Most people in Indianapolis go to the doctor or hospital because they have to.
In some cases, treatment is necessary in order to protect a person’s life or ability to fully function. In other situations, the alternative to treatment is the possibility of pain, disability or other serious complications. In still other cases, a parent or other person just wanted to be sure that a loved one was okay because the loved one seemed ill or injured.
The problem with the inevitable medical bills is that they are expensive, even when insurance is available. For example, what seems like a minor procedure with a one-night hospital stay can cost thousands of dollars, and the cost of more significant or ongoing care can be astronomical.
The other difficulty with medical bills is that they are open-ended. It is very hard to know what a procedure or treatment will cost until one gets the bill, which is usually due upon receipt.
The bottom line is that even the most financially responsible Indiana resident with a regular income can easily be on the receiving end of a medical bill he or she cannot afford to pay.
There is no guarantee that a medical provider will agree to negotiate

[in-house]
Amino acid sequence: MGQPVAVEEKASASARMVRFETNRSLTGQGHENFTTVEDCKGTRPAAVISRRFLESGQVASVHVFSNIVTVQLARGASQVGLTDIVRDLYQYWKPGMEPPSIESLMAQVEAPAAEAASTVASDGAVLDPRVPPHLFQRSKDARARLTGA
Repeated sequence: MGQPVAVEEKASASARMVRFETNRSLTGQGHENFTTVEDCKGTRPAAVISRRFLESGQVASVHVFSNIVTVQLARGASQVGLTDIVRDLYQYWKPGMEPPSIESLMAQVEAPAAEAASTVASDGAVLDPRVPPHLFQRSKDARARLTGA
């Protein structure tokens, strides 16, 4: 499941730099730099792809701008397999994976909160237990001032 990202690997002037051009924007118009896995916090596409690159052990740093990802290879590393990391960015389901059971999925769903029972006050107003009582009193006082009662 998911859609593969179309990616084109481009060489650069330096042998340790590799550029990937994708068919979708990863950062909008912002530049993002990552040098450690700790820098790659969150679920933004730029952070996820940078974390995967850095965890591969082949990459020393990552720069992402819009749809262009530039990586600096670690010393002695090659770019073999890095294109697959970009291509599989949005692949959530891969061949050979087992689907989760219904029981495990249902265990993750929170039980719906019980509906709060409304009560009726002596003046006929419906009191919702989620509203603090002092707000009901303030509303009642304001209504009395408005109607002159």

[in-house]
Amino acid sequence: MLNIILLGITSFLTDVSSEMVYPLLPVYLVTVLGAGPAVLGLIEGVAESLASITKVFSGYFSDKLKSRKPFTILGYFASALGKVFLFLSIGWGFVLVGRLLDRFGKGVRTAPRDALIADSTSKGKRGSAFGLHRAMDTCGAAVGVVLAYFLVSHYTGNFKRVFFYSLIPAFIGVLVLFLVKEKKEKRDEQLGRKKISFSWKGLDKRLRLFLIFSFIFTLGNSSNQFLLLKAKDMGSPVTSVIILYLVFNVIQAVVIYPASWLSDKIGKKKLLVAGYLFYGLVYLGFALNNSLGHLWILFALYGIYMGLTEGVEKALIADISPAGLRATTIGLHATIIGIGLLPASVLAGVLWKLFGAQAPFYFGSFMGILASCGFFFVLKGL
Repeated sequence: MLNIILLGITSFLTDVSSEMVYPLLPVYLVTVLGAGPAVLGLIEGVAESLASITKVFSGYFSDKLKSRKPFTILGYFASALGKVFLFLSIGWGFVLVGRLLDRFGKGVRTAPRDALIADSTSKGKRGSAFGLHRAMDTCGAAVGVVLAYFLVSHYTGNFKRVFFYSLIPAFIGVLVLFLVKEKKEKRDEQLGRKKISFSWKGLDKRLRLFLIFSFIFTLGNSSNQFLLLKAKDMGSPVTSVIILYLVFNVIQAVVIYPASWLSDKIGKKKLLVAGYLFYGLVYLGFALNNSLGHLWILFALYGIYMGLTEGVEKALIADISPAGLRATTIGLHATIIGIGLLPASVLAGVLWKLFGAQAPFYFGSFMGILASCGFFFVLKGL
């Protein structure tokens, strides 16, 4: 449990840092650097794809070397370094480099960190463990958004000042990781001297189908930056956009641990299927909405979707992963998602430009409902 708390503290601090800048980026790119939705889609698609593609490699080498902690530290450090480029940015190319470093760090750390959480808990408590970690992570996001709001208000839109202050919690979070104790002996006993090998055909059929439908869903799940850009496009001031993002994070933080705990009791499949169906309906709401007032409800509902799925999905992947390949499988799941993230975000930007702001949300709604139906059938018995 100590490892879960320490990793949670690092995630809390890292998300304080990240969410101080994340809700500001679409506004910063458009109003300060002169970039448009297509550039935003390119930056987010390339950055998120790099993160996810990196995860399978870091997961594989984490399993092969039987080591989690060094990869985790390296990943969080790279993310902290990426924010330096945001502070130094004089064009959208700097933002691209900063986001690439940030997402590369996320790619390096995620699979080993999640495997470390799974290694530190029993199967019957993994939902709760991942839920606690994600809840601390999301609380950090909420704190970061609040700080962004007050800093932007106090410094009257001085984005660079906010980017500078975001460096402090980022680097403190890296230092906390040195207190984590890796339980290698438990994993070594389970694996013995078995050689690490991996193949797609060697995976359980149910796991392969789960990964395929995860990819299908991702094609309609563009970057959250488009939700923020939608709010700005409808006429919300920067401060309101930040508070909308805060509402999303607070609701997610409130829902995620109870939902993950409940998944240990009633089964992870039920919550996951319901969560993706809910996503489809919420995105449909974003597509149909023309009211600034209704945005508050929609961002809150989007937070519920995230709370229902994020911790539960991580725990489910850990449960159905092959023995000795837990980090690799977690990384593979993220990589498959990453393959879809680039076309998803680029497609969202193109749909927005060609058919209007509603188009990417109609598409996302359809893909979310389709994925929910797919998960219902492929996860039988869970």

There are ways to negotiate a medical bill outside of the bankruptcy process.
For starters, it never hurts to make sure the bill is accurate, as costly errors sometimes appear on the final bill and never get caught. On a related point, issues with service or quality of care can be addressed through negotiation.
If the bill is accurate, then a person may be able to get a hardship discount or convince the provider to charge the same lower rates it would have charged an insurance carrier for the procedure.
The provider may also be willing to take a lower lump sum payment to satisfy the debt. If all else fails, a person may be able to arrange for an affordable and interest free payment plan.
However, a provider does not have to offer any of these benefits at all, even if a person hires a billing advocate to help with negotiations. The provider can demand money or pursue collection options, including the filing of a lawsuit.
Bankruptcy is backed by the federal court system
A Chapter 7 or Chapter 13 bankruptcy may be the best option for a person struggling with medical debt. Generally speaking, a successful bankruptcy will stop the collection of medical bills immediately and, at the conclusion of the case, will discharge these unsecured debts.